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Lots of our *NIX scripts use "sqlplus $USER/$PASSWORD@$ORACLE_REMOTE_SID"

I know that not good to have clear text password in scripts (there is no alternative at the moment). But question

  • is the username and password transmitted over network securely encrypted?
  • is the SQL code transmitted over network securely encrypted?
  • is the Data transmitted over network securely encrypted?
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4 Answers

check out TNSALIAS that hides the password in the Oracle Wallet. Sure, it's not hidden for everyone but it allows you to enforce separation between the DBA's and the script admin from peeking at passwords and TNS strings.

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The answers are

  1. No (username is visible) /yes (mostly password is hidden)
  2. and 3 Not normally, unless you pay extra and implement the Advanced Security Options.

To fill out (1). The Oracle database has a hash of the password, not the actual password. When you connect, Oracle picks a value and sends it to the client. The client hashes the user-entered password to get the same hash as the database is storing, then uses that to hash the value sent by the database. It sends that back to the database. In the mean time, the database has also hashed that value with the same hashed password.

If the client has got to the same value as the database, then it is assumed to have come from the same starting point (ie the user's password). Full explanation

The 11g algorithm is a bit different but the fundamental idea is that the password isn't passed in clear text or trivial hash. It would take a serious attacker.


If the script is sitting on the database server, you can use OS authentication instead of a password. There's other tricks you can do (such as having the database determine which IP address is coming from and whitelist/blackist accordingly).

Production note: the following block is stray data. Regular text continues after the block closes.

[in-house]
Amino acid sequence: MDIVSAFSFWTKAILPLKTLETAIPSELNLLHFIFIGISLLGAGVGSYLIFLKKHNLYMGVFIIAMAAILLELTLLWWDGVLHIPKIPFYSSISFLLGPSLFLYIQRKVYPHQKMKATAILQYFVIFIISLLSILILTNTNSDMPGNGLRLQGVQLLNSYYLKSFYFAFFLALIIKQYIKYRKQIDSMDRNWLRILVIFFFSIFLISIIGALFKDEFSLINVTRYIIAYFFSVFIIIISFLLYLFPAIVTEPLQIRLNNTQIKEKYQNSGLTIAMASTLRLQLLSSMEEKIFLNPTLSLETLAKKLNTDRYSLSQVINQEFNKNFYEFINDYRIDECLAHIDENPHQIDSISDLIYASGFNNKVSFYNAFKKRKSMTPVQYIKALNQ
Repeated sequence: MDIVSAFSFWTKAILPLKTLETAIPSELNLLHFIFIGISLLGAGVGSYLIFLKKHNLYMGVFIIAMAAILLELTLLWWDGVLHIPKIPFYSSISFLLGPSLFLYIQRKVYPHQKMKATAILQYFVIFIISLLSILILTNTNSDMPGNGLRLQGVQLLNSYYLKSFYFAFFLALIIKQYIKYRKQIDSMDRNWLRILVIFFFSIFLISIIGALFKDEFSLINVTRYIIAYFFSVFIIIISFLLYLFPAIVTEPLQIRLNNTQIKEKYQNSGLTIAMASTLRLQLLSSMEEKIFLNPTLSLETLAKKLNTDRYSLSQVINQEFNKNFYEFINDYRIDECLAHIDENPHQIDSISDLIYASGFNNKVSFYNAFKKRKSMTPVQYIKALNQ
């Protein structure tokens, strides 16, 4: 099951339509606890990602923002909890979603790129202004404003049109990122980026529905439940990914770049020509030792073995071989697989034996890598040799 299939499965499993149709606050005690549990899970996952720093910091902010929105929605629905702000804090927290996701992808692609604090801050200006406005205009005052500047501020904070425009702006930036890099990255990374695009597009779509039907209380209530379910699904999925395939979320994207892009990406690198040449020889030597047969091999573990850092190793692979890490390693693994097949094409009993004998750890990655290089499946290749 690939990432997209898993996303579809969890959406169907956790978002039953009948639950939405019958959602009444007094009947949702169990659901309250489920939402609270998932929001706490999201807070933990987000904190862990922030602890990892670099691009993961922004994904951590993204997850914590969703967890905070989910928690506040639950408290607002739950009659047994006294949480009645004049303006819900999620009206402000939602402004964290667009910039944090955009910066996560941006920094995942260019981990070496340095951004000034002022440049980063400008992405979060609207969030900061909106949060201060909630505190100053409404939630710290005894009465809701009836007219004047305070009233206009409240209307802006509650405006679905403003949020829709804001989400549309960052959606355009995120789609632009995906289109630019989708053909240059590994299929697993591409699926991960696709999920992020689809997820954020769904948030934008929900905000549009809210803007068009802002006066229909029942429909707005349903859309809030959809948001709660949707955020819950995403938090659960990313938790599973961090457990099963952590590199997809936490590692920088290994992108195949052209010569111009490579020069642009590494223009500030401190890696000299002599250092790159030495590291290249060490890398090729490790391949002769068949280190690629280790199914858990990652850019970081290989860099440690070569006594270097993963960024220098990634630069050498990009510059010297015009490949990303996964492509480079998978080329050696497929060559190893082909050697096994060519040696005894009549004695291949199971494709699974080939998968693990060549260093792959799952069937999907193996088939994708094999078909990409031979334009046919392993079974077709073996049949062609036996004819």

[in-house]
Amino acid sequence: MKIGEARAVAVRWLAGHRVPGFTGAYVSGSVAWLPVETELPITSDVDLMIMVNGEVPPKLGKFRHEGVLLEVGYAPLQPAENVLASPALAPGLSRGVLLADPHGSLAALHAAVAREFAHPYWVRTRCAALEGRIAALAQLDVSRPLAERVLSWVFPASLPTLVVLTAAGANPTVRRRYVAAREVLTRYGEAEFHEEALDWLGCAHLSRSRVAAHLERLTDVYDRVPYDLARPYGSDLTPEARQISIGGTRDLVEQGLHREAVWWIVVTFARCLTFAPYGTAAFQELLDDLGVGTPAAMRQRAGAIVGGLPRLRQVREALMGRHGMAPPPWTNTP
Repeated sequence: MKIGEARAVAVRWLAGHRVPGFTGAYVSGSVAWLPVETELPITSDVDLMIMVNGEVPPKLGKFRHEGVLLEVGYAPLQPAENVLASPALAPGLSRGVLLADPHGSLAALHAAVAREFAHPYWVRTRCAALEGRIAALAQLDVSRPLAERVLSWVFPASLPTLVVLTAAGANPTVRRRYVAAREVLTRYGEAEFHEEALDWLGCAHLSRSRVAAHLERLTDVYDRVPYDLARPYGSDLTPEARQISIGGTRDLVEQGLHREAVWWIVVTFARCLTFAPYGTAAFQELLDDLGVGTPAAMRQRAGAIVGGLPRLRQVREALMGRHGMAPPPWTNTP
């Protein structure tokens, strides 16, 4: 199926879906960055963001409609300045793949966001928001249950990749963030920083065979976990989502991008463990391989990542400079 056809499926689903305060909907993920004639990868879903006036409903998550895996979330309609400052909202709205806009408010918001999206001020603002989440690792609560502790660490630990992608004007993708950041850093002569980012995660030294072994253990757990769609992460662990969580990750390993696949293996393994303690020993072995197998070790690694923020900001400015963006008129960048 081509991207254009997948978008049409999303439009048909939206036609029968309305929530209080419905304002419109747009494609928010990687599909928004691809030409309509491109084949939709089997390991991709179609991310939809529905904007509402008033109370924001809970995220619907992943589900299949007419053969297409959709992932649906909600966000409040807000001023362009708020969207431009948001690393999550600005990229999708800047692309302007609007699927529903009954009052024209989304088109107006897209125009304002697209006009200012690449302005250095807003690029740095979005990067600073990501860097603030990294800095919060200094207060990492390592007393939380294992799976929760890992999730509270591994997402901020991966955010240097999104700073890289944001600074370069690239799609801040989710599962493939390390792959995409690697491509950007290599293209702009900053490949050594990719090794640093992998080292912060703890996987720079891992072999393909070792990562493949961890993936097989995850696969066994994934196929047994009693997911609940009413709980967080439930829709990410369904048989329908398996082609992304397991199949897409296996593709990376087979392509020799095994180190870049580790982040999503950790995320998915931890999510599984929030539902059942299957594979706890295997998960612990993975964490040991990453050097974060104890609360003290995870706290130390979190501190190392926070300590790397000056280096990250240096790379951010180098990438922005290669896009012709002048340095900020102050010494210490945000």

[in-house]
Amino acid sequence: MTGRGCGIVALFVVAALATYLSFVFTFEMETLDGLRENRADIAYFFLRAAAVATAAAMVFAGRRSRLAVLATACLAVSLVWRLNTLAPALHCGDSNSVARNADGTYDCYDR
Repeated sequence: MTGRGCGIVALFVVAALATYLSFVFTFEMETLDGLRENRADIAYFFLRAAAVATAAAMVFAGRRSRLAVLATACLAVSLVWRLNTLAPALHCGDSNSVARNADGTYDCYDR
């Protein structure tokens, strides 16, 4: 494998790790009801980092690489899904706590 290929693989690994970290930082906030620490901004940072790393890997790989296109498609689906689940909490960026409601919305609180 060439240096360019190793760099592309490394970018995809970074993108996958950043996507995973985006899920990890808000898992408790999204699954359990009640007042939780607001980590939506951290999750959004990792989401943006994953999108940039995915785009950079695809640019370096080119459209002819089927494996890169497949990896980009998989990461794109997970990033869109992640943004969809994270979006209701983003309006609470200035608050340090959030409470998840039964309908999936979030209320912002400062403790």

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It depends on your configuration. Oracle supports TLS as part of its protocol and data drivers, so it can authenticate and communicate entirely over TLS (SSL).

Whether or not this is enabled by default depends on:

  • Which version of Oracle DBMS you're using.
  • Which data driver you're using.
  • The version of the data driver.

I'm not sure whether it's possible to authenticate via TLS and do the rest of the communication in plaintext, but I doubt it - it wouldn't be very secure.

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From what I know I would say:

  • No
  • No
  • No

And It will pretty sum it up :) If you want some security setup VPN to DB (dedicated connection is better). And use certificate authentication (little overhead).

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Actually, all three are most likely "yes", since Oracle uses TLS as part of its data driver. –  Polynomial Dec 1 '12 at 22:29
    
I don't think it's enabled by default. And I was "evaluating" default setup :) –  fatfredyy Dec 2 '12 at 16:27
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